Jeff Bewkes Claims Time Inc. Is Not for Sale (And Why You Shouldn’t Listen)

timeThere are many unanswered questions circulating about the fate of Time Inc., the magazine division of Time Warner, home to titles like Time and People. But AOL blog DailyFinance is reporting that at The Atlantic Monthly’s “First Draft of History” conference, Time Warner CEO Jeffrey Bewkes had some definitive answers: “Time Inc. is not for sale,” he said. “People made these rumors because they want a lot of activity.”

“[T]he readership is solid, the readership is holding up, the readers are happy, the titles are thriving,” he continued, saying that he believes Time Warner will still own magazines five years down the line. He also took the opportunity to deny that Time Warner had any interest in buying NBC Universal. But is the company’s CEO really the most reliable source when it comes to potential business dealings? He’s trying to run a business after all.

It seems counterintuitive, but it’s important to recognize the context of Bewkes’ statements when it comes to Time Inc. gossip, considering he has the most to gain (or lose!) when it comes time for negotiations. Anything he says or does has the potential to affect a sale price. It’s also worth remembering the old adage that says everything is for sale — for the right price. The struggling magazine division of a huge conglomerate is no exception and if Time Warner were shopping it, they would want to do so in private and on their terms, not with the media as a middleman.

Then, there’s the source reporting the CEO’s quotes to consider. The article, entitled “Time Warner CEO: We’ll still own Time Inc. in five years” by Jeff Bercovici, was posted at the DailyFinance blog, part of the AOL network owned by none other than Time Warner. The writer discloses the connection briefly but comments that Time Warner will not own AOL “for much longer.” Still, when it comes to business journalism and the sensitive large-scale dealings being covered, readers would do best to keep a skeptical eye and writers should stay candid about their connections as they set the tone for the public conversation. You never know how it could affect the bottom line.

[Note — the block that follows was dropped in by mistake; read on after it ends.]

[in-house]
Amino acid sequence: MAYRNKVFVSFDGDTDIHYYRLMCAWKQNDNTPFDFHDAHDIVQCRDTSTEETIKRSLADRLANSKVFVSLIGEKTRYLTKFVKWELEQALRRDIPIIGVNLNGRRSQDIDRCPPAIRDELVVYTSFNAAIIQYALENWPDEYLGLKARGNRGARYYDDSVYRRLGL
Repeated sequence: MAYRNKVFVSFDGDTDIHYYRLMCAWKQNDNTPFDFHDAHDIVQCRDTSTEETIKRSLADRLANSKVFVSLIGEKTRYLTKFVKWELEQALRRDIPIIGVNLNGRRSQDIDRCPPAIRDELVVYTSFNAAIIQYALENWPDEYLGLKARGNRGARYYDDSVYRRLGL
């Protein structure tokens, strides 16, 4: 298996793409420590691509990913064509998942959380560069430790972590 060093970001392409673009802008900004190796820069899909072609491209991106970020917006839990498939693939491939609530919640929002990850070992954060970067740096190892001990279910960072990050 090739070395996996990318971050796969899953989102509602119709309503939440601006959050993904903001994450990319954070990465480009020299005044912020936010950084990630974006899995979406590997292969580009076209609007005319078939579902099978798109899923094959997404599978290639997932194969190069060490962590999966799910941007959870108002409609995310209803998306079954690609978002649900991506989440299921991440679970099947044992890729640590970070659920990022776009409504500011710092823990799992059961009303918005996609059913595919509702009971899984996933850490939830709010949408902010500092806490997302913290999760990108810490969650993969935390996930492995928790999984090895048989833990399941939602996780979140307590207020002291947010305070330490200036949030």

Letterman’s Sex/Extortion Revelation: Where Does It Go From Here?

lettermancbs_10-2News broke last night that David Letterman was the victim of a $2 million extortion attempt, while simultaneously revealing he had affairs with several Late Night staffers in the past. It was a huge, bizarre story that is still very much developing – and the perfect catnip for all media. From newspaper frontpages to countless morning show segments on cable and network news, to a bevy of tweets and blog posts, the story is everywhere.

But what’s next? Here’s a look at a few of the upcoming storylines:

Was it handled correctly on-air? The snap judgment storyline will be about Letterman’s decision to tell the whole 10-minute “little story” on air, with jokes laced throughout the entire segment. Some, like the Associated Pres headline, have dubbed it a “brilliant hour of TV.” Still, Slate’s headline makes very clear their position: “Letterman: Watch Me Make Light of Sexual Harassment.”

The audience reaction was raw and varied – at times they would applaud, sometimes there would be audible gasps. But there was also a lot of laughter. This is Letterman’s schtick – a self-deprecating, brutally honest form of comedy. But at times, the decision to make the story into a “bit” will be questioned. “Would it be embarrassing? Yes it would. Especially for the women,” he said to massive laughter. Letterman said he was going to be done talking about the story, but we’ll see.

How does CBS handle it from here? Every story now about this will involved lines like this one: “Robert J. Halderman, 51, a longtime Emmy-award winning producer for CBS News’ 48 Hours.” (Here’s what we know about Mr. Halderman.) At a very basic level, this is an in-house crime and CBS will have to take immediate action. But CBS will also have to deal with the revelation that the boss at the Late Show is sleeping with staffers. There will likely be a review, and CBS will have statements along the way. To brush it aside would be impossible, and as the story twists and turns, the rest of the media will pick up on how CBS is handling the case.

On a side note, there’s already this post up on CBSNews.com: “Experts: Letterman Was Right to Come Clean.” (Wouldn’t it be weird if Letterman’s company wrote a story from experts who thought it was the completely wrong choice?)

What does “extramarital” really mean? As sleazy as both the extortion and the staff affairs sounds, the timeline here does matter. Letterman had a longtime girlfriend Regina Lasko since 1986, who he married in March of this year. He had a son, Harry, in 2003. So, when did these affairs take place, and at what point were they during Letterman’s longterm relationship?